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Unformatted text preview: Reviews A Brief History of the Artist from God to Picasso . By Paul Barolsky. Univer- sity Park: Pennsylvania State University Press, 2010. xvi + 147 pp. In a notable instance of the Renaissance ambition to contain great things in small, Paul Barolsky assays a universal history of the artist in fewer than one.taboldstylefive.taboldstylezero.taboldstyle pages. Inevitably, some things are left out. After chapters on Homer, Ovid, and Dante, Barolsky returns to home ground with three central chapters on Vasari and the figure of the Renaissance artist as constructed from the lives of Leonardo and Michelangelo. The remaining chapters jump to Balzac, to a series of meditations on the modern artist, and finally to Picasso. From A to Z, Adam (one.taboldstyle seven.taboldstyle) and Zeuxis (one.taboldstyleone.taboldstyle one.taboldstyletwo.taboldstyle) make cameo appearances. Shake- speare gets two glances (two.taboldstylenine.taboldstyle, seven.taboldstylefive.taboldstyle). Among the missing are Horace, Sidney, Spenser, Velzquez, Lessing, Berenson, Joyce, and others arguably pertinent to a history of the artist beyond the bounds of Vasaris Italy. Missing, too, is any reference to other art historians who stand behind Barolskys argument, as well as any attention to current debates in the field. There is a selected bibliography as well as a bibliographical note acknowledging the inspira- tion the author has taken from scholars like Rudolf Wittkower and Hans Beltung, but no footnotes to lead the reader back to these critical sources or to the original works. Illustrations would be useful for example, of Picas- sos metamorphic Tte de taureau , a bull with horns constructed of a saddle and the handlebars of an old bicycle (one.taboldstylethree.taboldstylethree.taboldstyle) but such luxuries are, these days, budget busters for an academic press. It would be ungenerous, however, to take Barolsky to task for failing to do what he pointedly wishes to avoid. Unlike many art history books . . . so lengthy that they cannot be read easily, his entry into the field will not be bloated, overburdened with examples or information, at the readers expense (one.taboldstylethree.taboldstylefive.taboldstyle). The reader here is presumably the general reader who will appreciate Barolskys graceful synthesis of the artists long history in the Western imagination. Readers will also profit from his ability to short- circuit that history so as to spark unforeseen insights, giving us a deeply Ovidian Picasso (one.taboldstylethree.taboldstylethree.taboldstyle) or comparing the obsessive Paolo Uccello with the anxious modern artist portrayed by Balzac and the French symbolists (nine.taboldstyleseven.taboldstyle)....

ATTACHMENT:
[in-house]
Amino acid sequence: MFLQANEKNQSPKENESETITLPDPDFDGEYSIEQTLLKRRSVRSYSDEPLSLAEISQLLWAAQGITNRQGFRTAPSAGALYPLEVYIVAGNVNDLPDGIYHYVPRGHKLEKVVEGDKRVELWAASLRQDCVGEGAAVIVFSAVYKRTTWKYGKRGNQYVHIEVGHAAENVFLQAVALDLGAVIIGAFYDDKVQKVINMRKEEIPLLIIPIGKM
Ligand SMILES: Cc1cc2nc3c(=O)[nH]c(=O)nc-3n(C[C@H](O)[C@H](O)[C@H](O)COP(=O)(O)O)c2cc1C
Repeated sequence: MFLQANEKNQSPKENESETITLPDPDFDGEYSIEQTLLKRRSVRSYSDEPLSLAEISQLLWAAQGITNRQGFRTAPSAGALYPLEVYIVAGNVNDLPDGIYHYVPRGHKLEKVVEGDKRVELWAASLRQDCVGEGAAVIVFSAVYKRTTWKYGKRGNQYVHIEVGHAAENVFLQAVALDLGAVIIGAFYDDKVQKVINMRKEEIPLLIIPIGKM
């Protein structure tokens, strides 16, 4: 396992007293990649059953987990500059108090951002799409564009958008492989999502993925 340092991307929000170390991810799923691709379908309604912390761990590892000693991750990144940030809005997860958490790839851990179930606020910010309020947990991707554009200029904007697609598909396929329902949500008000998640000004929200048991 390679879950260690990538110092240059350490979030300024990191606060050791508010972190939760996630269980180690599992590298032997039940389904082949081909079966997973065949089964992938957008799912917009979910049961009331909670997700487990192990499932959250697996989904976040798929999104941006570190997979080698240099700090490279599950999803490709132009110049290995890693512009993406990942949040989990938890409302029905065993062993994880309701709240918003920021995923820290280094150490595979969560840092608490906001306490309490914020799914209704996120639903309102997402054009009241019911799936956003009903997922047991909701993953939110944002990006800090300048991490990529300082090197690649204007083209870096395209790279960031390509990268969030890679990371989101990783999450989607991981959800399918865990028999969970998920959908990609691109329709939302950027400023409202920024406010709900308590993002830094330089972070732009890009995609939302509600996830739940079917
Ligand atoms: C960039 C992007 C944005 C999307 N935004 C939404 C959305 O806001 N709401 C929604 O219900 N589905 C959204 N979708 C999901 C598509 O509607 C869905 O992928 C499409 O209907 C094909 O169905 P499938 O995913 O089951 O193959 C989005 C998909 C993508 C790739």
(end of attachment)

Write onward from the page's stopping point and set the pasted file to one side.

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This note was uploaded on 04/04/2012 for the course WRIT 039 taught by Professor Stein during the Spring '08 term at UPenn.
- Spring '08